Gold Tiger goes in to talk to the guy. This is Nathan. Nathan inherited the house from his parents. He's an unemployed welder, and he was applying for work at SIT when he "found" the two halves of the Femmebot. (Gold Tiger's other knowledge leads him to think that Nathan was on campus at the same time that the Centurions fought off a set of golden women who stole computer parts. One was torn in two, according to reports, but the pieces were never found.) The top half called him "Master," so Nathan took the two halves home. Then he called this kid who sometimes fixes cell phones and computers (George Turner...a chubby fourteen year old). Normal welding wouldn't put the two halves together, but the kid was able to get some electric welding gadget that would do it. (No, not normal electric welding. Something special.)
Anyway, Nathan's been using the femmebot, which he calls "Liza," to commit petty thefts of strip clubs. (Why strip clubs? Because not a lot of places carry cash these days, but strippers do: they get their tips in cash.) George has been coming over to fix the Femmebot on a regular basis. Because there are multiple people, Liza comes in and calls Nathan "Dr. Warp" and says they'll need more coffee if there are guests. Nathan hates her coffee but can't seem to reprogram her to make coffee that isn't European espresso.
Gold Tiger offers Nathan a job, needs the money back but he'll just give Nathan the equivalent amount of cash. The whole haul amounts to $568.00, so Gold Tiger gives him $600.00. Spectre has been listening but comes in visibly to talk to Nathan while Gold Tiger flies the money back to the strip club. On his way out this time, Gold Tiger gives a cheerful, "Hi, Socks!" (I'm sure this will have no consequences at all.)
When he comes back, a hole opens up in the back yard and it contains:
- George Turner, in a green and yellow costume, with some gadgetry
- A disaffected Goth girl in the de rigeur corset, fishnets and Uggs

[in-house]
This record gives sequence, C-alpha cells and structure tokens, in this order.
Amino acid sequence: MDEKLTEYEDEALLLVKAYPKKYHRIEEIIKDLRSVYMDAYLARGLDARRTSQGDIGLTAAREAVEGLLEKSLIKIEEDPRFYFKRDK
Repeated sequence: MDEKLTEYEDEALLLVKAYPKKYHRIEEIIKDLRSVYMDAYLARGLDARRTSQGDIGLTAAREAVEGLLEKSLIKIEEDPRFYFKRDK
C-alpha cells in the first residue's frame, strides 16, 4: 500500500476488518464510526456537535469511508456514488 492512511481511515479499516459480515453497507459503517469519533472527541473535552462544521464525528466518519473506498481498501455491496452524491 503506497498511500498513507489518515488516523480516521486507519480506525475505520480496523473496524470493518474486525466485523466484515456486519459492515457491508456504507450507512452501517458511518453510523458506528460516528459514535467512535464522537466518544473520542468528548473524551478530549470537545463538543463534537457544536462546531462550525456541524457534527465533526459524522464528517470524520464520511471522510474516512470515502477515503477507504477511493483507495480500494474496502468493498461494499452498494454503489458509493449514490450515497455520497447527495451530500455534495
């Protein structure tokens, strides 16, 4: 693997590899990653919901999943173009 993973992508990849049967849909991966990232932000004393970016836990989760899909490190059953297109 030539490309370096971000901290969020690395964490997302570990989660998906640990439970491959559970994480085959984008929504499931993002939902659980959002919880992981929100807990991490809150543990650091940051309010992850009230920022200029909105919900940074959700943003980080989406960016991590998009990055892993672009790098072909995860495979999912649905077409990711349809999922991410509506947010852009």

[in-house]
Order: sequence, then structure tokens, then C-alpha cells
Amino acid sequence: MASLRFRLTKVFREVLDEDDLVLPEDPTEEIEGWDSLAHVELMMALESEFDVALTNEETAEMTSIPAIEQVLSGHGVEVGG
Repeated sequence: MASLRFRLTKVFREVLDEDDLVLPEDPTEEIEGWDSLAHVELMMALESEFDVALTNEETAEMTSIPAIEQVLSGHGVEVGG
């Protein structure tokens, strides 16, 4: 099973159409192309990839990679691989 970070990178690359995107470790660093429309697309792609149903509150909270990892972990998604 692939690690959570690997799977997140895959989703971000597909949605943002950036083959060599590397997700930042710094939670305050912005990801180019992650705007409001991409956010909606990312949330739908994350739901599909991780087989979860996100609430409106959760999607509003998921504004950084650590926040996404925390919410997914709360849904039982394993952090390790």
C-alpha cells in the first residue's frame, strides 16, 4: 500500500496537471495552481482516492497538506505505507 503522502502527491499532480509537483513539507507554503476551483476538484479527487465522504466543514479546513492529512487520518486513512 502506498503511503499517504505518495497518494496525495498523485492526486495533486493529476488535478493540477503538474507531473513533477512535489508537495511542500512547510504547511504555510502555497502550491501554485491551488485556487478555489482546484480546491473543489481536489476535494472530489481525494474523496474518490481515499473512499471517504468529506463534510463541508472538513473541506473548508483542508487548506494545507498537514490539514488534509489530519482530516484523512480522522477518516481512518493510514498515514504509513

- A humanoid about six feet tall and made of dirt
Both Gold Tiger and Spectre remember the goth girl from the news: she essentially pulled a Carrie last spring, locking people in the gym during prom and having her bats attack people (she can shape and control darkness; presumably she can leech light out of Spectre's constructs). Anyway, she's been missing and on the run from the cops since then.
Spectre makes a bunch of Liza illusions, but George summons out the real Eliza. Gold Tiger figures out how George is controlling Liza (he's added programming so she obeys anyone who talks while sending a certain radio signal), so he jams the radio signal. Lily the Goth girl climbs out of the hole...
...and a rocket from Gold Tiger knocks her right out.
A comment from George indicates that he (a) knows where Liza came from and (b) needs her to get past the security on that base.
Spectre imprisons the dirt guy...so George works on getting Liza to their side. He succeeds so Gold Tiger is occupied with Liza. Neither of them can hurt one another (she might be made of the same alloy as his suit), so Gold Tiger consoles himself that he's keeping her busy. Meanwhile, Spectre gets George in the cage...but the cage is kind of large, so the dirt guy escapes and George tries to shoot a blob of expanding foam to imprison Spectre. A marginal success doesn't do nearly enough, and while his next shot gets Spectre solidly, he's forgotten that if he can shoot out of the cage, Gold Tiger can shoot in, so George goes down.
Dirt guy (Landslide) has gotten out of the cage (fluid form has some uses) and tries to attack Spectre; Spectre whacks him with the cage. So Landslide, not the brightest light in the yard, turns around to attack the cage.
The heroes have won!
The tunnel that the Young Anarchists used goes straight to George's house. His parents didn't know he was gone nor that he was experimenting with super-villainy. ("We thought the girl was a sign that he was getting, whatcha call it, socialized!")
World setting details just tossed off:
- Strip clubs close at 1:00 am in Strange City
- "Socks" Maroney is the last remaining significant Irish mobster, and he travels with bodyguards
- George Turner of the Young Anarchists goes to Jack Parsons High School
- There is a connection between Dr. Warp and Dr. Jelinek.